2016 Self-Publishing Conference

Last Saturday I went the Self-Publishing Conference at the University of Leicester.2016 Self-Publishing Conference

I took two key messages away from the conference (as well as a bag of leaflets and promos!):

  • Self-publishing is no longer an inferior, second best alternative to traditional publishing. Well-written self-published books that are put through similar editorial and design processes to their traditional counterparts are indistinguishable from ‘normal’ books. Readers choosing a book online, in a bookshop or in the library seldom check the publisher before deciding whether or not to have the book.
  • Quality is key when self-publishing. We all know that some get-rich-quick merchants push anything out on Kindle and, unfortunately, give the rest of us a bad name. However the rules are being tightened with Amazon cracking down on books containing errors. The successful self-publisher always puts his book through quality control procedures such as copy-editing and/or proofreading.

Throughout the day I absorbed other information such as:

  • How to get e-books into the digital catalogues of libraries through Overdrive (loans of self-published material are growing). There is no PLR but it is a sale which may get you known more widely.
  • It’s free to generate a QR Code which can be added to bookmarks and other promotional materials. The code will take readers direct to your website via a smartphone.
  • Bookshops and libraries will not readily order/stock Createspace books. If it’s important to you to have copies of your books available in this way then consider a different method of self-publishing, such as through a provider like Matador.
  • How ISBNs and metadata work. This was complex and generated a lot of questions! ISBNs can now be bought singly as well as in blocks of ten.

If you’re serious about your self-publishing activities and ambitions, this is a conference well worth attending. I’ll be looking out for the announcement of next year’s date.

P.S. There was also a very good lunch plus chocolate brownies in the afternoon!

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  1. #1 by Judith Brulo on May 12, 2016 - 11:09 am

    Hi Sally
    I was at the Conference too. (We had a chat and I’ve bought your book).
    The day was full of essential information on the various processes concerning self publication. It was good to know that there is now research to back it up too.

    • #2 by Sally Jenkins on May 12, 2016 - 11:42 am

      Hi Judith – It was good to meet you and glad you got as much out of the day as me. And many thanks for buying ‘Bedsit Three’ – I hope you enjoy it!

      • #3 by Judith Brulo on May 12, 2016 - 2:57 pm

        Hi Sally, I’m enjoying it so much that I’ve recommended it to my son as well

      • #4 by Sally Jenkins on May 12, 2016 - 6:07 pm

        Great stuff, Judith! Thank you.

  2. #5 by Debbie Young on May 12, 2016 - 11:27 am

    Hi Sally, I agree, it was a great conference – really uplifting and inspiring, and it was an added bonus to be able to meet you in real life there at last!

    • #6 by Sally Jenkins on May 12, 2016 - 11:44 am

      Likewise, Debbie. We’ve popped in and out of each other’s virtual lives for a few years now, so good to finally see you in the flesh!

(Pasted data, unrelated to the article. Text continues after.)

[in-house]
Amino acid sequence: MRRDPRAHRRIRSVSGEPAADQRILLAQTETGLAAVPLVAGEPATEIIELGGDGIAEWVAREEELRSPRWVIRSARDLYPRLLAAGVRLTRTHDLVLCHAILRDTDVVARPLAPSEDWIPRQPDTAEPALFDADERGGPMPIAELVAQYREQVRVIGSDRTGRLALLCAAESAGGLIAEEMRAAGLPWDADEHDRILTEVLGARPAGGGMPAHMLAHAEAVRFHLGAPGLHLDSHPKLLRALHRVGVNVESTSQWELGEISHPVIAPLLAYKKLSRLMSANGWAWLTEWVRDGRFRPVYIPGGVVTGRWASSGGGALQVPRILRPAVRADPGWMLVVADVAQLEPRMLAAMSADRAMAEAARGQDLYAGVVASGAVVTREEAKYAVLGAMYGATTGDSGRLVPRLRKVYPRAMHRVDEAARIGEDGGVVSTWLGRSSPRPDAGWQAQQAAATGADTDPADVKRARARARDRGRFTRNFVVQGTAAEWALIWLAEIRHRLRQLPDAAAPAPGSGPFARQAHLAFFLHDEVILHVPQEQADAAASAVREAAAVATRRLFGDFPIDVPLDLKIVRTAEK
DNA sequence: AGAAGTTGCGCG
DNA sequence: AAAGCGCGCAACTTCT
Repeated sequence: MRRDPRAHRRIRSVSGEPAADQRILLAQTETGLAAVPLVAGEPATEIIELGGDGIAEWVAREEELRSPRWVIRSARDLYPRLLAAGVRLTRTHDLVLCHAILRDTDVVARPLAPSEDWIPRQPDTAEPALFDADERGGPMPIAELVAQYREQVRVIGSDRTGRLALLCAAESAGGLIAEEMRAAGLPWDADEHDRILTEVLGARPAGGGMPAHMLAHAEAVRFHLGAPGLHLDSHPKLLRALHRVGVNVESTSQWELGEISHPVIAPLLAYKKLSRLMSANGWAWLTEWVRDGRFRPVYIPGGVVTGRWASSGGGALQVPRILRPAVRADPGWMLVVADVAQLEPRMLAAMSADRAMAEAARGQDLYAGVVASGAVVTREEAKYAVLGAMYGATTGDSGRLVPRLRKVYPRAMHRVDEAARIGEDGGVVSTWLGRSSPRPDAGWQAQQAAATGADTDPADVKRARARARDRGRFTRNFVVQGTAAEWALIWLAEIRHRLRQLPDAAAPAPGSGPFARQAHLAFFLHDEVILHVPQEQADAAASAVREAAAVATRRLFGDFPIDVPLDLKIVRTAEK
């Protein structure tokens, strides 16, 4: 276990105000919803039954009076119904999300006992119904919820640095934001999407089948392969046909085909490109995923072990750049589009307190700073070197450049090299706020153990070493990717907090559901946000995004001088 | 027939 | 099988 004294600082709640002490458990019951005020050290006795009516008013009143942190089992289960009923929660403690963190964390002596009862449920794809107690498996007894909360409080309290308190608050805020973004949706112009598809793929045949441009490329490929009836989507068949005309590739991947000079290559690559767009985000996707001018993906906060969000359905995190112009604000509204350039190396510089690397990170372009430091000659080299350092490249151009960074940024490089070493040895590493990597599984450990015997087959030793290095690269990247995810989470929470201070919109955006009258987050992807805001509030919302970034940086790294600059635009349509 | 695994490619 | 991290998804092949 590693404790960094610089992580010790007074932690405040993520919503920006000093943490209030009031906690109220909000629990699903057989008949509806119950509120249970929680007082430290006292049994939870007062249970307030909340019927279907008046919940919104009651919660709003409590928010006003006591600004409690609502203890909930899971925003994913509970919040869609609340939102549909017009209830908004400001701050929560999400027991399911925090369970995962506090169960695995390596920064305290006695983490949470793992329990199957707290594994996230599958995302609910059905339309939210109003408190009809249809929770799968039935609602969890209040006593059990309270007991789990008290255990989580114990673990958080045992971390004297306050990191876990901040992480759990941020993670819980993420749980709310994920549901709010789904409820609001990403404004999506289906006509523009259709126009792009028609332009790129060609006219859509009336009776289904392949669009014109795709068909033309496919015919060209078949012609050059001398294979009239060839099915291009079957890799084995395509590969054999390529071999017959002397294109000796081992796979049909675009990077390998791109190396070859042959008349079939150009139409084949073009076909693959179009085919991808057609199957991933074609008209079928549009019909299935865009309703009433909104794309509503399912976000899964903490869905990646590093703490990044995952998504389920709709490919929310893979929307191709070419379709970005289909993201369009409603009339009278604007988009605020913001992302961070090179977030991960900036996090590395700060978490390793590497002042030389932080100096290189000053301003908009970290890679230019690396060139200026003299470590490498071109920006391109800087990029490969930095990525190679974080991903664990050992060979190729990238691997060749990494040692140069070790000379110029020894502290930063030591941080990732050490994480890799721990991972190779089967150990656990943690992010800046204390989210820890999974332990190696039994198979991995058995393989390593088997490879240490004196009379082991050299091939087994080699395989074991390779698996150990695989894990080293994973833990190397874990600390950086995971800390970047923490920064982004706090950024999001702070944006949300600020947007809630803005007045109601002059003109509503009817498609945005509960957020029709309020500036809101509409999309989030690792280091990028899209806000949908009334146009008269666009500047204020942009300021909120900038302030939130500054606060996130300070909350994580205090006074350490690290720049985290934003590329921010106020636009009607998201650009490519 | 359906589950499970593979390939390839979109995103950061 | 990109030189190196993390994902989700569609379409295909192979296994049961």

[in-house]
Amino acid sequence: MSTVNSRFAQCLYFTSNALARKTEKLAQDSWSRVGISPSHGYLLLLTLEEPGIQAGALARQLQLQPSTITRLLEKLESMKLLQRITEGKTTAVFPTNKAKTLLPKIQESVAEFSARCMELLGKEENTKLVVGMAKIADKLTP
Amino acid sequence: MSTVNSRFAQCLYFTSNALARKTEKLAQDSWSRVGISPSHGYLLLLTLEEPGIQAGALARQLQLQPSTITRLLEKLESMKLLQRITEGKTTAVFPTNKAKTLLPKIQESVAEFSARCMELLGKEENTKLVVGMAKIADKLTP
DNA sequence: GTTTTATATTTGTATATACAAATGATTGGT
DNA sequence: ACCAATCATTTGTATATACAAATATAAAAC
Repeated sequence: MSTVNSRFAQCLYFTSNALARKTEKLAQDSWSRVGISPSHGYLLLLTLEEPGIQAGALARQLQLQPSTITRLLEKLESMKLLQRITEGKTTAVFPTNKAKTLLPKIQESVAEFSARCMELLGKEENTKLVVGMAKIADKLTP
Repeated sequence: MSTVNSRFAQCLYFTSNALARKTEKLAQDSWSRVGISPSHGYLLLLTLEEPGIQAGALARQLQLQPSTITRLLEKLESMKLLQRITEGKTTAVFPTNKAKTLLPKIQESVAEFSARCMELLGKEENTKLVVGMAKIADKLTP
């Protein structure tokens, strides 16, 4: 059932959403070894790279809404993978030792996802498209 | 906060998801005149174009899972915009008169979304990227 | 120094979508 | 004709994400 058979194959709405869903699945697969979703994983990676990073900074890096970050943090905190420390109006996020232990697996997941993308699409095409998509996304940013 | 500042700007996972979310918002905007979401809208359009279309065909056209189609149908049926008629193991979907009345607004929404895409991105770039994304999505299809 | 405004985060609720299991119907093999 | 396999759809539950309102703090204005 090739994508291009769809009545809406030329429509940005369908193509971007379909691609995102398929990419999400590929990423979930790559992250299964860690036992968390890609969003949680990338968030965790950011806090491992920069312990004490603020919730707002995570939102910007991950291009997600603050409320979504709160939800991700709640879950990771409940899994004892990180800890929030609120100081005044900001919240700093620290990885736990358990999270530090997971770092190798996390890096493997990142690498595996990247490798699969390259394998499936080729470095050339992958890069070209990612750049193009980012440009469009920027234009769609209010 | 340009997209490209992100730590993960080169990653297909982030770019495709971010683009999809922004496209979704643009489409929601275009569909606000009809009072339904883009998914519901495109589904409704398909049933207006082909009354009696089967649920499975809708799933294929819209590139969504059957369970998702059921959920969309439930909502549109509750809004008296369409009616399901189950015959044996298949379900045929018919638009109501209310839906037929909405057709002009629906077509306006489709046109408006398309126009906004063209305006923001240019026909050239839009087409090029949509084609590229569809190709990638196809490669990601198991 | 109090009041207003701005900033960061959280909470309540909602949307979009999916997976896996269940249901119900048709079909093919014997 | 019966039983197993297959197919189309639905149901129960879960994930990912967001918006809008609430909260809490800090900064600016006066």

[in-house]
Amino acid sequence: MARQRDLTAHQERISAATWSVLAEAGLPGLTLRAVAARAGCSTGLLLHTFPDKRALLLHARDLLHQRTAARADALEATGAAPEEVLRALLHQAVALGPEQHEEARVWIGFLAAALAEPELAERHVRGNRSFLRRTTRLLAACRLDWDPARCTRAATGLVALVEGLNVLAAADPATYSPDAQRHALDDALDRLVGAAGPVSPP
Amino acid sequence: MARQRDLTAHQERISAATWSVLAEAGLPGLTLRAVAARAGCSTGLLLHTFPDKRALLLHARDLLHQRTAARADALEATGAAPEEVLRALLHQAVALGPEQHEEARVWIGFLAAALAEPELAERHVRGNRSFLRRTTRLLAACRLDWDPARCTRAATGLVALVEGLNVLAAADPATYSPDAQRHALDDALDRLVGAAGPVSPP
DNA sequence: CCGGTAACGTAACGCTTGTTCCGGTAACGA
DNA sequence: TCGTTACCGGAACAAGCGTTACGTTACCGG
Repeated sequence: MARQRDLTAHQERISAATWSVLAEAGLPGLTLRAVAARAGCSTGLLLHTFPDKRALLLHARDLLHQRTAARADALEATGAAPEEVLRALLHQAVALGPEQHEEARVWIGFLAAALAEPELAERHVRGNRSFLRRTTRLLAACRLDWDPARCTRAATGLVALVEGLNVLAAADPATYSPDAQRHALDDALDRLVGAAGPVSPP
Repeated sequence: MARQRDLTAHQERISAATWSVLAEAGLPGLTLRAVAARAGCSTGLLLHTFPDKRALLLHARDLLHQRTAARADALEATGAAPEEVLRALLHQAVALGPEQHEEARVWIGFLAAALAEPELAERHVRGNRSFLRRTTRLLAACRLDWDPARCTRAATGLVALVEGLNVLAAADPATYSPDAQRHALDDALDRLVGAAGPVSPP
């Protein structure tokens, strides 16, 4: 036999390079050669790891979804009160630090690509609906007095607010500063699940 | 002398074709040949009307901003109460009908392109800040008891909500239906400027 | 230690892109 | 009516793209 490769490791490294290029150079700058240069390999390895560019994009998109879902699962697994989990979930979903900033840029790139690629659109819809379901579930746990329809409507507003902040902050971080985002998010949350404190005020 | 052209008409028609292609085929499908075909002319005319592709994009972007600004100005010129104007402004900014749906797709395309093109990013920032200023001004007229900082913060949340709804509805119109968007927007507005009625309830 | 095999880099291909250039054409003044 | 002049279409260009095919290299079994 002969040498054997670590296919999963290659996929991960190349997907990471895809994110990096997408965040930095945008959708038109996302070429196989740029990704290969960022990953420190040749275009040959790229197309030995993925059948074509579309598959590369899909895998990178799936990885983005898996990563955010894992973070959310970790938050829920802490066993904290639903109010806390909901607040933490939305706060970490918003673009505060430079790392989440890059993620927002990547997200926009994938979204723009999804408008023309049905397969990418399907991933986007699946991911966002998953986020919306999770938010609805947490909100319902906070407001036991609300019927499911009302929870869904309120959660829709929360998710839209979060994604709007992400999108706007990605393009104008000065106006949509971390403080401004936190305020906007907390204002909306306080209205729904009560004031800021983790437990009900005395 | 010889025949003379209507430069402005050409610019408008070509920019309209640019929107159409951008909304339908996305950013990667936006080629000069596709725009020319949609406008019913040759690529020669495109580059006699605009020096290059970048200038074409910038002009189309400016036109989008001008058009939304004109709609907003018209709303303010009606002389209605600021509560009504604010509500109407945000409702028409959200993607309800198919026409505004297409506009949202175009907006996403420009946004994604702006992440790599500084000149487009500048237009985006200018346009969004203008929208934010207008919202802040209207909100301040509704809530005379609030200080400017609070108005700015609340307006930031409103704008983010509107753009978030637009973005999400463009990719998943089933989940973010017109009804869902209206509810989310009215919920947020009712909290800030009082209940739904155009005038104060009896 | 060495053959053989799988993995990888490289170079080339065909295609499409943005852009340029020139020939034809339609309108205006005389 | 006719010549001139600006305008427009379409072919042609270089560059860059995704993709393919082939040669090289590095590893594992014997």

3. #7 by juliathorley on May 12, 2016 - 2:01 pm

    Anyone can self-publish; the hard part is the selling. Did the conference offer much advice on this?

    • #8 by Sally Jenkins on May 12, 2016 - 6:06 pm

      Good point, Julia. There was a session on ‘Selling to Retailers and Libraries’ which I didn’t go to because it clashed with something else I went to. Other marketing type sessions were ‘Secrets to a successful Book Launch’ & ‘Using Your Author Website to the Full’ – these clashed with the one I went to about getting e-books into libraries. There was also a session on ‘Book Trailers’ but instead I went to ‘Self-promotion for Self-publishers’ – this was a whistle stop list of ideas, many of which I’d heard before. So there was advice on selling but it wasn’t always possible to get to all the sessions that you wanted.

    • #9 by Judy on May 13, 2016 - 6:10 am

      Hello Julia
      The Matador/Troubador group, who were presenting some sessions, have a whole package including selling and marketing. Their website is full of useful information.

  4. #10 by juliaibbotson on May 12, 2016 - 3:14 pm

    Hi Sally, Thank you for a most interesting post – as usual! I’m very interested in the issues on Overdrive, QRCode and why Matador is able to distribute to libraries and bookshops where other self-publishers aren’t (or maybe that was just that Amazon CreateSpace aren’t??). Anyway, I’d love to have a chat with you about these in further detail if poss? Many thanks.

    • #11 by Sally Jenkins on May 13, 2016 - 12:29 pm

      Hi Julia – Createspace can’t distribute to bookshops etc. Their books can only be ordered via Amazon at the full price. Bookshops need to have a large discount in order to make their profit. Matador (& some other self-publishing companies) are set up to take orders from the book trade and ship them out. The simplest way to get on Overdrive is to load up your book to Smashwords, which distributes to Overdrive – I hoping to try this over the next couple of months, so hopefully I’ll learn more about the process then. I haven’y yet had chance to play with QRCodes. Perhaps we can catch up for a chat at the June RNA chapter meeting?

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